Vortekager is a traditional spent grain bread made from the leftover brewing grains after making beer. Beer was a mandatory part of Norwegian Christmas historically (actually legally mandated for a time) and the frugal farm families wouldn’t let the spent grains go to waste (especially when they still contained a bit of residual sweetness, which was hard to come by as a Scandinavian peasant).
We’re always looking for ways to use up leftover brewing grain after making homemade beer. Sure, we can feed it to the chickens, or add it to the compost…but waste not want not!
Historically, I can’t imagine that they wasted spent brewing grain. In the past, we’ve made spent grain bread, where the residual sugars in the grains add a bit of sweetness and impart a rustic texture. Clearly we’re not the only ones to think of this.
I just came across a reference to vortekager (also known as vortekake or vorte kake) in the book Keeping Christmas: Yuletide Traditions in Norway and the New Land. I’m loving reading about all the ways my Scandinavian peasant ancestors made Christmas special, even with minimal means.
White flour and sugar were incredibly expensive and not particularly available, and modern in-home ovens (or wood-fired versions) didn’t become common until the 1850s. Before that, treats were made with what you had on hand, and either cooked over the fire on griddles, or in the coals of the fire.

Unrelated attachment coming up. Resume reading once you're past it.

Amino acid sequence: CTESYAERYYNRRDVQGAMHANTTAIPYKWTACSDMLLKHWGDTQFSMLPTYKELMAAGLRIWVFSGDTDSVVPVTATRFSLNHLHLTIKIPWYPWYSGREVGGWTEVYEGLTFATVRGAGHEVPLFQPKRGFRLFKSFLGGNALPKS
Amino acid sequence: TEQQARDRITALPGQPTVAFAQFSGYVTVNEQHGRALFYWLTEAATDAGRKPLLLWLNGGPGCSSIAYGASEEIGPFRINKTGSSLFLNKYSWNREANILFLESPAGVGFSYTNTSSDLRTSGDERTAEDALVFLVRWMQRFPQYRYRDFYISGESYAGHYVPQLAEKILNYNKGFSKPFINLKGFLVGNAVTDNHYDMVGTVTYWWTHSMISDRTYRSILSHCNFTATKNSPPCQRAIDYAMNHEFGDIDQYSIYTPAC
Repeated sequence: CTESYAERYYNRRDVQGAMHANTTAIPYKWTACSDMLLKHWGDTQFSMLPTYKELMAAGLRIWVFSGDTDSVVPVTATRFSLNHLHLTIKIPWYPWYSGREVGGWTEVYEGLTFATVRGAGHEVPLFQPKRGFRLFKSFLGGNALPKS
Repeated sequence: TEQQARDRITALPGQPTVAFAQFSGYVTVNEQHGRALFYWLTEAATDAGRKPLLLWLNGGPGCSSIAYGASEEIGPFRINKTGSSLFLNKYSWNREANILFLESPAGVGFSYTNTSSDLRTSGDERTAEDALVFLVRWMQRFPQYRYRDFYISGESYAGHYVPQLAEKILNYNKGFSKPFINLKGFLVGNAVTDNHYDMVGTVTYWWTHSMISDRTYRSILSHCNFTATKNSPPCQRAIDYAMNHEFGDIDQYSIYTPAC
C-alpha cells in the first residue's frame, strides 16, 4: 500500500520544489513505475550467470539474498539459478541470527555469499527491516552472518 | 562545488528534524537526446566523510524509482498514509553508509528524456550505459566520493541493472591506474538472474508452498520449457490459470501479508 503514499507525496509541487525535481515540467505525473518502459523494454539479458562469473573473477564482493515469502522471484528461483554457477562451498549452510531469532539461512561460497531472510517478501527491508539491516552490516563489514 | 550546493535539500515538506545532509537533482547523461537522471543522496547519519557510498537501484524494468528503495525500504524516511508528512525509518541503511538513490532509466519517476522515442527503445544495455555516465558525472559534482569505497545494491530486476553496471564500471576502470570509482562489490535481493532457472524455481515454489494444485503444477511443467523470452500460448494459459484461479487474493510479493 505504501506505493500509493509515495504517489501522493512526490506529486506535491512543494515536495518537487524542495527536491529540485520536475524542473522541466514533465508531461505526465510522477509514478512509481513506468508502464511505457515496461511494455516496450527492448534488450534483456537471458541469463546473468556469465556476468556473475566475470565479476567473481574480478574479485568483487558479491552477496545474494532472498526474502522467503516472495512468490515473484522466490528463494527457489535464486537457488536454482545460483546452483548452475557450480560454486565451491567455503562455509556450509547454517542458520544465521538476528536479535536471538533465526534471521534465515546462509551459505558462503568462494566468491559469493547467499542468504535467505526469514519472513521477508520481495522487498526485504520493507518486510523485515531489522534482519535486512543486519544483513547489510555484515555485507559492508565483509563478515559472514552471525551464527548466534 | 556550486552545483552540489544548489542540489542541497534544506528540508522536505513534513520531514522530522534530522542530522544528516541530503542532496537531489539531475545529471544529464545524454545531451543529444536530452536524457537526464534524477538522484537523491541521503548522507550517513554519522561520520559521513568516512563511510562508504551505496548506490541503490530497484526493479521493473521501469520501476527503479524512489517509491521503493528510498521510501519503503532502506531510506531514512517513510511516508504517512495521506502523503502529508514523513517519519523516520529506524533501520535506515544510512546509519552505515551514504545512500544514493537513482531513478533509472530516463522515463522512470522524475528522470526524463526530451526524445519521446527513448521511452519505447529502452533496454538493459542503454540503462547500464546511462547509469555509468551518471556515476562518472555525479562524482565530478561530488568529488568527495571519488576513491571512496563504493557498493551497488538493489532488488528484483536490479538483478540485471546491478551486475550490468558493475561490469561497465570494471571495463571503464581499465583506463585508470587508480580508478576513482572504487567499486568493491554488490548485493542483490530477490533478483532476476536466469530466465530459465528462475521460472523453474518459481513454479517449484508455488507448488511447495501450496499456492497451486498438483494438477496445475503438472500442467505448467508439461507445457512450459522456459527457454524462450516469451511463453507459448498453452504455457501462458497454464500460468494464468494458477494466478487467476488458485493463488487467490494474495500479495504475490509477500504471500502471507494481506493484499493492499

Vortekager is the ultimate frugal treat, making use of the spent brewing grain in a holiday bread. Unlike more modern beers where the grains are filtered out early, historically the grains were left in during the fermentation process. That means they’re fermented and bubbly, providing a bit of leavening for this bread (and also making them more digestible).
There’s still a bit of residual sweetness from the malted grains, something that would have been a real treat.
“Finding a use for even the by-products of brewing, the always resourceful housewife (on the American prairie as in Norway) made vortekager by adding rye flour to the fermented wort. Velben [a Norwegian Immigrant] recalls his mother etching invisible markings in the pastries raw dough, then placing them by the coals after she had allowed a roaring fire to burn down on the hearth (still lacking the cast iron cooking stove that would soon revolutionize food preparation on both sides of the Atlantic). The pastries stayed on the hearth through the night.
The next morning the family awoke to appetizingly browned vortekager, ready to be put away until Christmas Eve, with the once imperceptible markings — family members’ initials, crosses, and other symbols originally relied upon to ward off the hidden people [nisse] but which eventually became merely decorative — now transformed to embossed prominence.”
The next time we make a homemade beer, I’m using the spent grain to try my hand at vortekager.
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